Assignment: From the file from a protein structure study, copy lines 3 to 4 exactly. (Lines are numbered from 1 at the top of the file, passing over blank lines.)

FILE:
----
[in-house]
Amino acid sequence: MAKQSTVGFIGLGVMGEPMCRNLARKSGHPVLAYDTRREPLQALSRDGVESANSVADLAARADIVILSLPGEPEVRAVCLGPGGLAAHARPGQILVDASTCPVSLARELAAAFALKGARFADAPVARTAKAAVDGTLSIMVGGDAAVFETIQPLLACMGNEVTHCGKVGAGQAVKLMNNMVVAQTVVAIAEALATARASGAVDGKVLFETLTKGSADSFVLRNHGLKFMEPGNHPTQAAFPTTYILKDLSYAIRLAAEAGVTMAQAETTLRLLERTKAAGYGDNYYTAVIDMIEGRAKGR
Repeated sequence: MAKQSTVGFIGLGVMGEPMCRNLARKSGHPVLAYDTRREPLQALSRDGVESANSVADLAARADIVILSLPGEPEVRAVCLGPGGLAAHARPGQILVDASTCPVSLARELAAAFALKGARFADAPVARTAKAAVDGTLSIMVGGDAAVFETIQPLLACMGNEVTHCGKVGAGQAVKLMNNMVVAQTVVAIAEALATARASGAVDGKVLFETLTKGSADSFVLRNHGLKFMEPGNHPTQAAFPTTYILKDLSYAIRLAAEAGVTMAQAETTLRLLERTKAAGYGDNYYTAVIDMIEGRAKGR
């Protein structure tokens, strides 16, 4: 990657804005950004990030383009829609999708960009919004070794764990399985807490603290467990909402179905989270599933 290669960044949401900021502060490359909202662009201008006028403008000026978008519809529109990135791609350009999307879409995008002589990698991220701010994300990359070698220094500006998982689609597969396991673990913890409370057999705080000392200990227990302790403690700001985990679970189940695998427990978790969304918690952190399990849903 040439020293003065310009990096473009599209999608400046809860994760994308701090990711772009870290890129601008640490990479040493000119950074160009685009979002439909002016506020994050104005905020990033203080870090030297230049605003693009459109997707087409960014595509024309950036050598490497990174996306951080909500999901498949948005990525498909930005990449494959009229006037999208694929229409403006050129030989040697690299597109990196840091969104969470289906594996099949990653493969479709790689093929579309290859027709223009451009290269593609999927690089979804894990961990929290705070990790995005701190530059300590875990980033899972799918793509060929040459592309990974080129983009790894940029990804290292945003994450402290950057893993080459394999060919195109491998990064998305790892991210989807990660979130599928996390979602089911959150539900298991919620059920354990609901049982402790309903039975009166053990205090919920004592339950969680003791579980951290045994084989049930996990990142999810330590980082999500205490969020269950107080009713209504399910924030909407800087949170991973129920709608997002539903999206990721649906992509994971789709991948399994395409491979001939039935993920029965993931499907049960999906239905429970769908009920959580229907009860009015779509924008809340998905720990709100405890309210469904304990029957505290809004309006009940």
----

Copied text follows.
Repeated sequence: MAKQSTVGFIGLGVMGEPMCRNLARKSGHPVLAYDTRREPLQALSRDGVESANSVADLAARADIVILSLPGEPEVRAVCLGPGGLAAHARPGQILVDASTCPVSLARELAAAFALKGARFADAPVARTAKAAVDGTLSIMVGGDAAVFETIQPLLACMGNEVTHCGKVGAGQAVKLMNNMVVAQTVVAIAEALATARASGAVDGKVLFETLTKGSADSFVLRNHGLKFMEPGNHPTQAAFPTTYILKDLSYAIRLAAEAGVTMAQAETTLRLLERTKAAGYGDNYYTAVIDMIEGRAKGR
């Protein structure tokens, strides 16, 4: 990657804005950004990030383009829609999708960009919004070794764990399985807490603290467990909402179905989270599933 290669960044949401900021502060490359909202662009201008006028403008000026978008519809529109990135791609350009999307879409995008002589990698991220701010994300990359070698220094500006998982689609597969396991673990913890409370057999705080000392200990227990302790403690700001985990679970189940695998427990978790969304918690952190399990849903 040439020293003065310009990096473009599209999608400046809860994760994308701090990711772009870290890129601008640490990479040493000119950074160009685009979002439909002016506020994050104005905020990033203080870090030297230049605003693009459109997707087409960014595509024309950036050598490497990174996306951080909500999901498949948005990525498909930005990449494959009229006037999208694929229409403006050129030989040697690299597109990196840091969104969470289906594996099949990653493969479709790689093929579309290859027709223009451009290269593609999927690089979804894990961990929290705070990790995005701190530059300590875990980033899972799918793509060929040459592309990974080129983009790894940029990804290292945003994450402290950057893993080459394999060919195109491998990064998305790892991210989807990660979130599928996390979602089911959150539900298991919620059920354990609901049982402790309903039975009166053990205090919920004592339950969680003791579980951290045994084989049930996990990142999810330590980082999500205490969020269950107080009713209504399910924030909407800087949170991973129920709608997002539903999206990721649906992509994971789709991948399994395409491979001939039935993920029965993931499907049960999906239905429970769908009920959580229907009860009015779509924008809340998905720990709100405890309210469904304990029957505290809004309006009940």